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Salvageable Hard Drive?

Jeremy

Well-known member
#1
OK. So my brother's laptop decided to commit suicide this week after he accidentally dropped it. His computer worked after it, but it got slower, he had issues, and what not. Finally it just stopped seeing the hard drive. My theory is its a connection within the computer, because after I had him remove and put it back, he attempted to start it up and the hard drive was clicking. I'm not a super huge hard ware person, but am I correct in thinking that there is a possibility that I (or someone better) can get the hard drive working in say another case so that his information may be accessed. I just spent the last 30 minutes talking with him about what his best option is for a new computer (we are Mac people, so it was limited). Found one, and he's already talking to our parents. However, losing all his school work, music (it is on his iPod, so salvageable), etc. isn't ideal. So basically, is a clicking hard drive salvageable?
 

Jaxel

Well-known member
#2
yes, its salvageable... as long as it gets power and spins, you can read data from it if you put a little work into it.
 

Elizabeth

Well-known member
#4
Data Recovery From a Failed Hard Drive - Freezing Method:
Many people have heard that putting a dead hard drive can bring it back to life, and most think it is a myth. There is actually documentation showing that by freezing a hard drive it is possible to recover the data from the drive in some cases. Freezing a hard drive can be used in data recovery, but will only fix the hard drive for a short period of time. If the drive is spinning (you will hear it turning) this is not the method to use, this method is best suited for data recovery cases where the drive is not spinning. If the drive is spinning it not physically damaged so it is a problem that should be approached through other methods.
Step 1: Make Sure You Are Prepared to Recover the Data

There is no point in trying to freeze the old hard drive if you are not prepared to immediately copy the data off of the failed hard drive. You should have a new hard drive already installed in the computer or have a different computer setup and ready to go. As soon as you hook the old hard drive back up to see if it works you'll have to be ready to start copying the data onto a fresh hard drive.
Step 2: Freeze the Hard Drive

Place the hard drive into a Ziploc bag and seal it. To be extra safe you can also place the drive in an anti-static bag then place it into a Ziploc bag. Place the failed hard drive into the freezer for around two hours (you can try doing it longer if two hours does not do the trick).
Step 3: Restore the Files

As soon as you remove the hard drive from the freezer install it into the computer right away as the slave drive and boot it up. If you can access the drive begin recovering the important data right away. If you are able to recover the data using this method the drive will usually work for approximately 20-30 minutes. If the method does work and you are not able to get all of your data recovered before it fails again you can freeze the drive again and try again. If the drive still does not respond you can try freezing it for a longer period of time (24 hours), but you may be out of luck.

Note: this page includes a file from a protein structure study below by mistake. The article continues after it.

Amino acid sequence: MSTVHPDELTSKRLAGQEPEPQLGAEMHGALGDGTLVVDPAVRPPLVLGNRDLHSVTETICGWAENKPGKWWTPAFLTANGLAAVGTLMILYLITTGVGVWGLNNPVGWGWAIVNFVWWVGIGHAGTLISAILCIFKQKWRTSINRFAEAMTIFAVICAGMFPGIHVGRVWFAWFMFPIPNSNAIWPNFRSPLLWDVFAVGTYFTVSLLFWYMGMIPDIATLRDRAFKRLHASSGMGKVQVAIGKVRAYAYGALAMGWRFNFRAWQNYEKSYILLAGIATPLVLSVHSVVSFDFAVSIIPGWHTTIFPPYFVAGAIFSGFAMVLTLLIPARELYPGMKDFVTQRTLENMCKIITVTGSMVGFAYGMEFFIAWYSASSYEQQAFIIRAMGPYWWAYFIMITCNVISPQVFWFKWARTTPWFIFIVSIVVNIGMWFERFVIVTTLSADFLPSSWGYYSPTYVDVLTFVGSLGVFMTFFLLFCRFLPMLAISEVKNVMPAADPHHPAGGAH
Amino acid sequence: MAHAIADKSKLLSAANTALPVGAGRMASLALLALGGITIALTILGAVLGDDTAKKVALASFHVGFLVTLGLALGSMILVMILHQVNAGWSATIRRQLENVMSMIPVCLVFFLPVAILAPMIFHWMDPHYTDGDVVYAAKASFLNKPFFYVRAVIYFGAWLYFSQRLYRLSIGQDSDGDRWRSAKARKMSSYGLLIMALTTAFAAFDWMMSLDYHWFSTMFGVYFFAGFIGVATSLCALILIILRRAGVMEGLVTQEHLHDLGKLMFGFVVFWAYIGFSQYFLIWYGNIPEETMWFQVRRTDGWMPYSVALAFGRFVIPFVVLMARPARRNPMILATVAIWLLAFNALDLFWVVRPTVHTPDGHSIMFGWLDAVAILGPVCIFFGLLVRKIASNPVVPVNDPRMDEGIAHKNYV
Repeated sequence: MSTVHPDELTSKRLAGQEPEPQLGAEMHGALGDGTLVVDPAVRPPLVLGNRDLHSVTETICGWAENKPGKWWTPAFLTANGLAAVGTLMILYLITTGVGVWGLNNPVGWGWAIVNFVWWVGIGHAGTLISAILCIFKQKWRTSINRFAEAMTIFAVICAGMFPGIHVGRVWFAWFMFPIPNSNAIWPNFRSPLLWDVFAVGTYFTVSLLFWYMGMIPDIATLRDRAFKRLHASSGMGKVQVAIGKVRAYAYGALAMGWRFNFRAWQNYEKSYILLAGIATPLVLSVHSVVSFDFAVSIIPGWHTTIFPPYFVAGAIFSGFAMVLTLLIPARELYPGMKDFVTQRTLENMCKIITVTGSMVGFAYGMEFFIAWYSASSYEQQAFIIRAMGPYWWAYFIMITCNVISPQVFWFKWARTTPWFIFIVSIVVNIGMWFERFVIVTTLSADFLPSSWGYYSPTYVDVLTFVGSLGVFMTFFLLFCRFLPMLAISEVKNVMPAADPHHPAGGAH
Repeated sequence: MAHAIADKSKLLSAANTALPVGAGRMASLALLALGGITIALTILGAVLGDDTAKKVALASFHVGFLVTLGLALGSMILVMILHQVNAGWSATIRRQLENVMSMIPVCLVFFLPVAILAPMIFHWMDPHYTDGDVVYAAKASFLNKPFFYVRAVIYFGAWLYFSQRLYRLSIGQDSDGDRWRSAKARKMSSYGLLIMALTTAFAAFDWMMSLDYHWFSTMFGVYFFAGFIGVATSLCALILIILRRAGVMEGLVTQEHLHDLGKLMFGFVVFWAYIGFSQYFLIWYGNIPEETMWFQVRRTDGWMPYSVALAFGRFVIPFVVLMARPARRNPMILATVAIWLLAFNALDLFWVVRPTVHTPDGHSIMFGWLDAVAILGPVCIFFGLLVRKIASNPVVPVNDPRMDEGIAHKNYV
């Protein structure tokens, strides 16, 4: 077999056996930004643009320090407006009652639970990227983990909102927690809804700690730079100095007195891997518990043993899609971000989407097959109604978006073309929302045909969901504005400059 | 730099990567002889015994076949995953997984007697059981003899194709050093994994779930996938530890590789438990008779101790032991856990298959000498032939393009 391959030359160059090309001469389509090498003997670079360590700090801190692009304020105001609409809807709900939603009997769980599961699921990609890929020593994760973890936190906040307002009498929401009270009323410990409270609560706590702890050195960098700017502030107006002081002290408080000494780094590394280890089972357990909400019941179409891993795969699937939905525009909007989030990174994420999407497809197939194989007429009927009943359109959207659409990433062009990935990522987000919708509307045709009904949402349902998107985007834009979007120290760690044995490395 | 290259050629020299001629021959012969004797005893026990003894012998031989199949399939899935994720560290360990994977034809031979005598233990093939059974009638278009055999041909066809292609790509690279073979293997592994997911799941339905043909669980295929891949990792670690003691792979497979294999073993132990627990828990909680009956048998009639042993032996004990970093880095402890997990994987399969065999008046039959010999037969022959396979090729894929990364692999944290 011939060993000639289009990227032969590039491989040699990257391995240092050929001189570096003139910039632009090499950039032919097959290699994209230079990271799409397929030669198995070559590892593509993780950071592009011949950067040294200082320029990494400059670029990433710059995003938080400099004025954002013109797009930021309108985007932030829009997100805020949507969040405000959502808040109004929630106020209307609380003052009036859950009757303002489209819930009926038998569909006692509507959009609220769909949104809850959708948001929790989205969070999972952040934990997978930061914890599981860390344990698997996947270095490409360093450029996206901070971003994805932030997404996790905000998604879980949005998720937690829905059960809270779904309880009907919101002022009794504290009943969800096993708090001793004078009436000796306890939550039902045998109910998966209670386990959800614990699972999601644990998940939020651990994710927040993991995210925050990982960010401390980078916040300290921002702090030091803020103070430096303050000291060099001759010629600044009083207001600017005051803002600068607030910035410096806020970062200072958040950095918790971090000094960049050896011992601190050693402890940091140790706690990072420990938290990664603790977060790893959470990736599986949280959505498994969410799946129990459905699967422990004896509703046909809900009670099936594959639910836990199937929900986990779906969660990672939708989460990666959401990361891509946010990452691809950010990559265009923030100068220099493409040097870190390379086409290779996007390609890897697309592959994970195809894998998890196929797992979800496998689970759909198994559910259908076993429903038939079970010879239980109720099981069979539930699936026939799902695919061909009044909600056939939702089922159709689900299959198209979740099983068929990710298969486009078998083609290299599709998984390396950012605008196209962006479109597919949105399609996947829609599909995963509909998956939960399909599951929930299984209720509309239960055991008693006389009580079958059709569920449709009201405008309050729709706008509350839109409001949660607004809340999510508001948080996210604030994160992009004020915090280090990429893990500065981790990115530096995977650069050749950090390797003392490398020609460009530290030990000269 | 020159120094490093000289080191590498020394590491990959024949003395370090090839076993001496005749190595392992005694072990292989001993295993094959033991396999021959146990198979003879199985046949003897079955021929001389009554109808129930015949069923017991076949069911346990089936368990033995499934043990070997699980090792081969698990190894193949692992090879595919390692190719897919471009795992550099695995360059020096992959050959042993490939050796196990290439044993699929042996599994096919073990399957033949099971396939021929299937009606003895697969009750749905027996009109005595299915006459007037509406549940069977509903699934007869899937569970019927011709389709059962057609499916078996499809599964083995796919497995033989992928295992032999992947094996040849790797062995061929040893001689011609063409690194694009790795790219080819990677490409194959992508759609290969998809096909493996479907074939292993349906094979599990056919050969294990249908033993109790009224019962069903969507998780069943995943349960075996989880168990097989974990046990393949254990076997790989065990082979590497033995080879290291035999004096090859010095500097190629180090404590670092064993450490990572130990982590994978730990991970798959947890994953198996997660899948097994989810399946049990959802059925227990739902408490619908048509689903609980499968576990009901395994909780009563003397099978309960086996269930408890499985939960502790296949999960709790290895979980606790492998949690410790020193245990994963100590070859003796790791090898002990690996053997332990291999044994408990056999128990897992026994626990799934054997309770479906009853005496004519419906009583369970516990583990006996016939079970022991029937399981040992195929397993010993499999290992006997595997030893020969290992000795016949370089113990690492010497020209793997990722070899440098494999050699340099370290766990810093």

There is more info on the site so go read first but my husband and I have used this method to recover quicken files from a dead hard drive and it worked. But we knew what we were going after and we knew we couldn't get the entire hard drive.

Liz
 

fattony69

Well-known member
#5
For this sort of thing, you can use a single cable to another computer will work. I payed Best Buy to do mine since I was lazy. Plus, I got a deal on a new external hard drive.
 

Brett Peters

Well-known member
#6
am I correct in thinking that there is a possibility that I (or someone better) can get the hard drive working in say another case so that his information may be accessed.
Go to your computer store and buy a 2.5" usb case, If the hard drive works then this is a very handy option.

USB2.0  PocketSize Enclosure Kit  for  2.gif


**EDIT

Disregard, I just read that the hard drive is clicking
 

Jeremy

Well-known member
#7
yes, its salvageable... as long as it gets power and spins, you can read data from it if you put a little work into it.
So, most likely a case should do the trick?

Go to your computer store and buy a 2.5" usb case, If the hard drive works then this is a very handy option.

View attachment 10872

**EDIT

Disregard, I just read that the hard drive is clicking
This means...?
 

Jeremy

Well-known member
#8
Data Recovery From a Failed Hard Drive - Freezing Method:


There is more info on the site so go read first but my husband and I have used this method to recover quicken files from a dead hard drive and it worked. But we knew what we were going after and we knew we couldn't get the entire hard drive.

Liz
Although, a clicking sound means the hard drive is spinning, so freezing wouldn't be a good idea?

For this sort of thing, you can use a single cable to another computer will work. I payed Best Buy to do mine since I was lazy. Plus, I got a deal on a new external hard drive.
We are avoiding best buy. My brother's girlfriend did that when her mother board fried and they got about 1/4 of her data (important stuff) and charged outrageous amounts of money.
 

Luke F

Well-known member
#9
He dropped the laptop, then had disk-related issues and didn't think to backup important files asap?

Clicking means the drive is screwed, you can either risk the freezer trick or spend a fortune sending it to a recovery company.
 

Brett Peters

Well-known member
#10
I suggested that you buy a usb case for the hard drive so that you could retrieve the information from it through usb, Then I had realized that the hard drive was clicking so I edited my post as I doubt that my suggestion will correct the clicking.

If you think it might be a connection issue and you have a spare $10-$20 then it might be worth a try

Good luck
 
#11
I suggested that you buy a usb case for the hard drive so that you could retrieve the information from it through usb, Then I had realized that the hard drive was clicking so I edited my post as I doubt that my suggestion will correct the clicking.